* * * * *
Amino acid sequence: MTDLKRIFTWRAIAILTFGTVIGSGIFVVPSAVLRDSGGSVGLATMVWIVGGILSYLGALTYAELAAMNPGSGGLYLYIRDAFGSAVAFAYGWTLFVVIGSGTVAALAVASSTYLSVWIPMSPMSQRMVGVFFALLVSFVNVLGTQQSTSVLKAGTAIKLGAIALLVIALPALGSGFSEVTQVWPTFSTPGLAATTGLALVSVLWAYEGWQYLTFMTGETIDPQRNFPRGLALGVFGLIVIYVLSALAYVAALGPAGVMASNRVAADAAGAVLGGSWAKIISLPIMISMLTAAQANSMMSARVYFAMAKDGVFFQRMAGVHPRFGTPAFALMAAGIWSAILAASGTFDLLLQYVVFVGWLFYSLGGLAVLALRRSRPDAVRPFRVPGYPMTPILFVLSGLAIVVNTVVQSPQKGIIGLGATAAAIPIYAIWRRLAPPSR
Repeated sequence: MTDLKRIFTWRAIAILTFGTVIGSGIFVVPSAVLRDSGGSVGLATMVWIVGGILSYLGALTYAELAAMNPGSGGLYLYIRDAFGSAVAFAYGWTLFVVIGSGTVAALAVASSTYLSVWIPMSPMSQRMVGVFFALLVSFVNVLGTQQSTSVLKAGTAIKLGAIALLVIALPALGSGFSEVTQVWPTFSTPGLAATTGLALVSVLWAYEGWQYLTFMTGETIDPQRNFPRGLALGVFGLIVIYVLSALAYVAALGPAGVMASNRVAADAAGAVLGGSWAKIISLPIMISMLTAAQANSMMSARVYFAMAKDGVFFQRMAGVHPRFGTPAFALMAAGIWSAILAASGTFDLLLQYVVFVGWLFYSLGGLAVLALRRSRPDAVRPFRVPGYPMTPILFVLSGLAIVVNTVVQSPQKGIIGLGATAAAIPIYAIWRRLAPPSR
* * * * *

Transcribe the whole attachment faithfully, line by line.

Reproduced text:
Amino acid sequence: MTDLKRIFTWRAIAILTFGTVIGSGIFVVPSAVLRDSGGSVGLATMVWIVGGILSYLGALTYAELAAMNPGSGGLYLYIRDAFGSAVAFAYGWTLFVVIGSGTVAALAVASSTYLSVWIPMSPMSQRMVGVFFALLVSFVNVLGTQQSTSVLKAGTAIKLGAIALLVIALPALGSGFSEVTQVWPTFSTPGLAATTGLALVSVLWAYEGWQYLTFMTGETIDPQRNFPRGLALGVFGLIVIYVLSALAYVAALGPAGVMASNRVAADAAGAVLGGSWAKIISLPIMISMLTAAQANSMMSARVYFAMAKDGVFFQRMAGVHPRFGTPAFALMAAGIWSAILAASGTFDLLLQYVVFVGWLFYSLGGLAVLALRRSRPDAVRPFRVPGYPMTPILFVLSGLAIVVNTVVQSPQKGIIGLGATAAAIPIYAIWRRLAPPSR
Repeated sequence: MTDLKRIFTWRAIAILTFGTVIGSGIFVVPSAVLRDSGGSVGLATMVWIVGGILSYLGALTYAELAAMNPGSGGLYLYIRDAFGSAVAFAYGWTLFVVIGSGTVAALAVASSTYLSVWIPMSPMSQRMVGVFFALLVSFVNVLGTQQSTSVLKAGTAIKLGAIALLVIALPALGSGFSEVTQVWPTFSTPGLAATTGLALVSVLWAYEGWQYLTFMTGETIDPQRNFPRGLALGVFGLIVIYVLSALAYVAALGPAGVMASNRVAADAAGAVLGGSWAKIISLPIMISMLTAAQANSMMSARVYFAMAKDGVFFQRMAGVHPRFGTPAFALMAAGIWSAILAASGTFDLLLQYVVFVGWLFYSLGGLAVLALRRSRPDAVRPFRVPGYPMTPILFVLSGLAIVVNTVVQSPQKGIIGLGATAAAIPIYAIWRRLAPPSR